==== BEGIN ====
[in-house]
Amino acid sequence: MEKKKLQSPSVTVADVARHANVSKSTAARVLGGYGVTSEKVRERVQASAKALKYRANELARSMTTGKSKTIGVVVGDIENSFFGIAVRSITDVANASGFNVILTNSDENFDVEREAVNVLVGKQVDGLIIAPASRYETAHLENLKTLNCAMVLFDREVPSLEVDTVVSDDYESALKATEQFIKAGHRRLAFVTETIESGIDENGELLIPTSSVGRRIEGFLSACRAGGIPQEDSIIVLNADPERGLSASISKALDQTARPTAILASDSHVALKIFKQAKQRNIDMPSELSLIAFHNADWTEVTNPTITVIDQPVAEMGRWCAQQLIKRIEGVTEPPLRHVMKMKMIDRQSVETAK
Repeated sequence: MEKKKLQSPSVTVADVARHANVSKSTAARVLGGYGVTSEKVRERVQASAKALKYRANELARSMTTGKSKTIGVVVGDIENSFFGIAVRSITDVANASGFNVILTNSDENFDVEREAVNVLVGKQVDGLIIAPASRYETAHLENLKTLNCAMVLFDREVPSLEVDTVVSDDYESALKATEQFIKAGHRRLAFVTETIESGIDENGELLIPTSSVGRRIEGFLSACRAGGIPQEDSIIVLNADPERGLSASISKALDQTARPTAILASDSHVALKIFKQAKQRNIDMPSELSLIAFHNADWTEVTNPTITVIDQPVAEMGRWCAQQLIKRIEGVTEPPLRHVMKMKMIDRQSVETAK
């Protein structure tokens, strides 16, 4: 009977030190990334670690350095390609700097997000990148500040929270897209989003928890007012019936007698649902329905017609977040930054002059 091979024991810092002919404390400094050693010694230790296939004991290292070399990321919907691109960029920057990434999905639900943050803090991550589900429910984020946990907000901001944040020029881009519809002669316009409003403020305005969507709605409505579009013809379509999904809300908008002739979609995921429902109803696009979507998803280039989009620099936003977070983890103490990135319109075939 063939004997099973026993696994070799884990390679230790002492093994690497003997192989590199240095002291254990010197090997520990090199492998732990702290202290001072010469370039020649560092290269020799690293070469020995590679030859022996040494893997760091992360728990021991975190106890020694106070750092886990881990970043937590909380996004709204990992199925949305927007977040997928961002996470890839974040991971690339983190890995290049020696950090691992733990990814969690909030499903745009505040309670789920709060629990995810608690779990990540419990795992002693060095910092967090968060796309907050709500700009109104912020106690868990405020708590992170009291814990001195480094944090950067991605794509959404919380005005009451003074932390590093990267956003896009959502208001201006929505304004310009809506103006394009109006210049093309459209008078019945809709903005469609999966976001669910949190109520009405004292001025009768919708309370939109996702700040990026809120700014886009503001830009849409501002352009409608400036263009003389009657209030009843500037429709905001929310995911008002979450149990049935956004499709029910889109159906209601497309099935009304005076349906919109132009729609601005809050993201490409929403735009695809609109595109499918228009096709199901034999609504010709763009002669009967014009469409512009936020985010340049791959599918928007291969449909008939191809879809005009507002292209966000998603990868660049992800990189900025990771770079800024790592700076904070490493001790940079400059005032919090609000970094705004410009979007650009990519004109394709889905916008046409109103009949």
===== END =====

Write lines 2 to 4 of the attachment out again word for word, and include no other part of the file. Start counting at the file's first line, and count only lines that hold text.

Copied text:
Amino acid sequence: MEKKKLQSPSVTVADVARHANVSKSTAARVLGGYGVTSEKVRERVQASAKALKYRANELARSMTTGKSKTIGVVVGDIENSFFGIAVRSITDVANASGFNVILTNSDENFDVEREAVNVLVGKQVDGLIIAPASRYETAHLENLKTLNCAMVLFDREVPSLEVDTVVSDDYESALKATEQFIKAGHRRLAFVTETIESGIDENGELLIPTSSVGRRIEGFLSACRAGGIPQEDSIIVLNADPERGLSASISKALDQTARPTAILASDSHVALKIFKQAKQRNIDMPSELSLIAFHNADWTEVTNPTITVIDQPVAEMGRWCAQQLIKRIEGVTEPPLRHVMKMKMIDRQSVETAK
Repeated sequence: MEKKKLQSPSVTVADVARHANVSKSTAARVLGGYGVTSEKVRERVQASAKALKYRANELARSMTTGKSKTIGVVVGDIENSFFGIAVRSITDVANASGFNVILTNSDENFDVEREAVNVLVGKQVDGLIIAPASRYETAHLENLKTLNCAMVLFDREVPSLEVDTVVSDDYESALKATEQFIKAGHRRLAFVTETIESGIDENGELLIPTSSVGRRIEGFLSACRAGGIPQEDSIIVLNADPERGLSASISKALDQTARPTAILASDSHVALKIFKQAKQRNIDMPSELSLIAFHNADWTEVTNPTITVIDQPVAEMGRWCAQQLIKRIEGVTEPPLRHVMKMKMIDRQSVETAK
């Protein structure tokens, strides 16, 4: 009977030190990334670690350095390609700097997000990148500040929270897209989003928890007012019936007698649902329905017609977040930054002059 091979024991810092002919404390400094050693010694230790296939004991290292070399990321919907691109960029920057990434999905639900943050803090991550589900429910984020946990907000901001944040020029881009519809002669316009409003403020305005969507709605409505579009013809379509999904809300908008002739979609995921429902109803696009979507998803280039989009620099936003977070983890103490990135319109075939 063939004997099973026993696994070799884990390679230790002492093994690497003997192989590199240095002291254990010197090997520990090199492998732990702290202290001072010469370039020649560092290269020799690293070469020995590679030859022996040494893997760091992360728990021991975190106890020694106070750092886990881990970043937590909380996004709204990992199925949305927007977040997928961002996470890839974040991971690339983190890995290049020696950090691992733990990814969690909030499903745009505040309670789920709060629990995810608690779990990540419990795992002693060095910092967090968060796309907050709500700009109104912020106690868990405020708590992170009291814990001195480094944090950067991605794509959404919380005005009451003074932390590093990267956003896009959502208001201006929505304004310009809506103006394009109006210049093309459209008078019945809709903005469609999966976001669910949190109520009405004292001025009768919708309370939109996702700040990026809120700014886009503001830009849409501002352009409608400036263009003389009657209030009843500037429709905001929310995911008002979450149990049935956004499709029910889109159906209601497309099935009304005076349906919109132009729609601005809050993201490409929403735009695809609109595109499918228009096709199901034999609504010709763009002669009967014009469409512009936020985010340049791959599918928007291969449909008939191809879809005009507002292209966000998603990868660049992800990189900025990771770079800024790592700076904070490493001790940079400059005032919090609000970094705004410009979007650009990519004109394709889905916008046409109103009949």